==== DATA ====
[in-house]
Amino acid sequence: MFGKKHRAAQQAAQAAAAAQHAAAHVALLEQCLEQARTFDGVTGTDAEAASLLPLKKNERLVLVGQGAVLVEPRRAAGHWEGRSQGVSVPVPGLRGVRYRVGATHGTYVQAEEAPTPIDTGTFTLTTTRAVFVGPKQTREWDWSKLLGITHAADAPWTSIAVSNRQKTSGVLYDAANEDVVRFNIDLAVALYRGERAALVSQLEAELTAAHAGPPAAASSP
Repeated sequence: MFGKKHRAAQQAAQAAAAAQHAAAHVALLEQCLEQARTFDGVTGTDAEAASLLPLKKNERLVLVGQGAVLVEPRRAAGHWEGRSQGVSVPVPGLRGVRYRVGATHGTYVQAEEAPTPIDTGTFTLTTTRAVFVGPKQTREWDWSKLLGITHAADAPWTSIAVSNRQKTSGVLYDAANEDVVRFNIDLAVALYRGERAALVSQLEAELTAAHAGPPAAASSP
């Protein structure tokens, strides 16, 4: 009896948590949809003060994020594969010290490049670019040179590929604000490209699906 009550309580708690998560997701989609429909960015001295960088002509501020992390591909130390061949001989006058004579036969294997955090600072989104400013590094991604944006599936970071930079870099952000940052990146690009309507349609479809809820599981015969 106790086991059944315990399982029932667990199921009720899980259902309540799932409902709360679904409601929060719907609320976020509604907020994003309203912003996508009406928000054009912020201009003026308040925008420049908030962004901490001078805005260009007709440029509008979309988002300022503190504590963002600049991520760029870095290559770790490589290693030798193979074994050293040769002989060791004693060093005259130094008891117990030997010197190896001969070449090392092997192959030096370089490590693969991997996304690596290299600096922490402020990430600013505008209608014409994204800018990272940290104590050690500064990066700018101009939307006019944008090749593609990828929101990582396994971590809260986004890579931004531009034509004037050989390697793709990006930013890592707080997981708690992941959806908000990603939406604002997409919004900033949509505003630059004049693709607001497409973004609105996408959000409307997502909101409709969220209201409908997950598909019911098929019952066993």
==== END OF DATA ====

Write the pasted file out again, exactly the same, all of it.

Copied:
[in-house]
Amino acid sequence: MFGKKHRAAQQAAQAAAAAQHAAAHVALLEQCLEQARTFDGVTGTDAEAASLLPLKKNERLVLVGQGAVLVEPRRAAGHWEGRSQGVSVPVPGLRGVRYRVGATHGTYVQAEEAPTPIDTGTFTLTTTRAVFVGPKQTREWDWSKLLGITHAADAPWTSIAVSNRQKTSGVLYDAANEDVVRFNIDLAVALYRGERAALVSQLEAELTAAHAGPPAAASSP
Repeated sequence: MFGKKHRAAQQAAQAAAAAQHAAAHVALLEQCLEQARTFDGVTGTDAEAASLLPLKKNERLVLVGQGAVLVEPRRAAGHWEGRSQGVSVPVPGLRGVRYRVGATHGTYVQAEEAPTPIDTGTFTLTTTRAVFVGPKQTREWDWSKLLGITHAADAPWTSIAVSNRQKTSGVLYDAANEDVVRFNIDLAVALYRGERAALVSQLEAELTAAHAGPPAAASSP
């Protein structure tokens, strides 16, 4: 009896948590949809003060994020594969010290490049670019040179590929604000490209699906 009550309580708690998560997701989609429909960015001295960088002509501020992390591909130390061949001989006058004579036969294997955090600072989104400013590094991604944006599936970071930079870099952000940052990146690009309507349609479809809820599981015969 106790086991059944315990399982029932667990199921009720899980259902309540799932409902709360679904409601929060719907609320976020509604907020994003309203912003996508009406928000054009912020201009003026308040925008420049908030962004901490001078805005260009007709440029509008979309988002300022503190504590963002600049991520760029870095290559770790490589290693030798193979074994050293040769002989060791004693060093005259130094008891117990030997010197190896001969070449090392092997192959030096370089490590693969991997996304690596290299600096922490402020990430600013505008209608014409994204800018990272940290104590050690500064990066700018101009939307006019944008090749593609990828929101990582396994971590809260986004890579931004531009034509004037050989390697793709990006930013890592707080997981708690992941959806908000990603939406604002997409919004900033949509505003630059004049693709607001497409973004609105996408959000409307997502909101409709969220209201409908997950598909019911098929019952066993």